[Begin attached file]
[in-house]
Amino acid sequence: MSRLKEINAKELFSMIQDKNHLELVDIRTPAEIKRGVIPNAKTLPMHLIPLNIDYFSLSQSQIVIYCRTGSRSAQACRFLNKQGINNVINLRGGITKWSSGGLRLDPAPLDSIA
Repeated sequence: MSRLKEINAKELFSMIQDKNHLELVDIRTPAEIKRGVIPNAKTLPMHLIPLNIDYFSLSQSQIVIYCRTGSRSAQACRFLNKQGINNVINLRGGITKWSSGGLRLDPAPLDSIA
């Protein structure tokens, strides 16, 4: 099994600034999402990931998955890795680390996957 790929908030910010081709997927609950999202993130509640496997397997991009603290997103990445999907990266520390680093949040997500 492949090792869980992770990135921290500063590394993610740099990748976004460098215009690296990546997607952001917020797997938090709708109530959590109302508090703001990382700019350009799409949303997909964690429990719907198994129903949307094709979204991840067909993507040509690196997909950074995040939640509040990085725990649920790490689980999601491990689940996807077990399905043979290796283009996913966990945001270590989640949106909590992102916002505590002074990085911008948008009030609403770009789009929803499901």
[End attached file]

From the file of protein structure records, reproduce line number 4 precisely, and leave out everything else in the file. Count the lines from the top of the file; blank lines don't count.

């Protein structure tokens, strides 16, 4: 099994600034999402990931998955890795680390996957 790929908030910010081709997927609950999202993130509640496997397997991009603290997103990445999907990266520390680093949040997500 492949090792869980992770990135921290500063590394993610740099990748976004460098215009690296990546997607952001917020797997938090709708109530959590109302508090703001990382700019350009799409949303997909964690429990719907198994129903949307094709979204991840067909993507040509690196997909950074995040939640509040990085725990649920790490689980999601491990689940996807077990399905043979290796283009996913966990945001270590989640949106909590992102916002505590002074990085911008948008009030609403770009789009929803499901």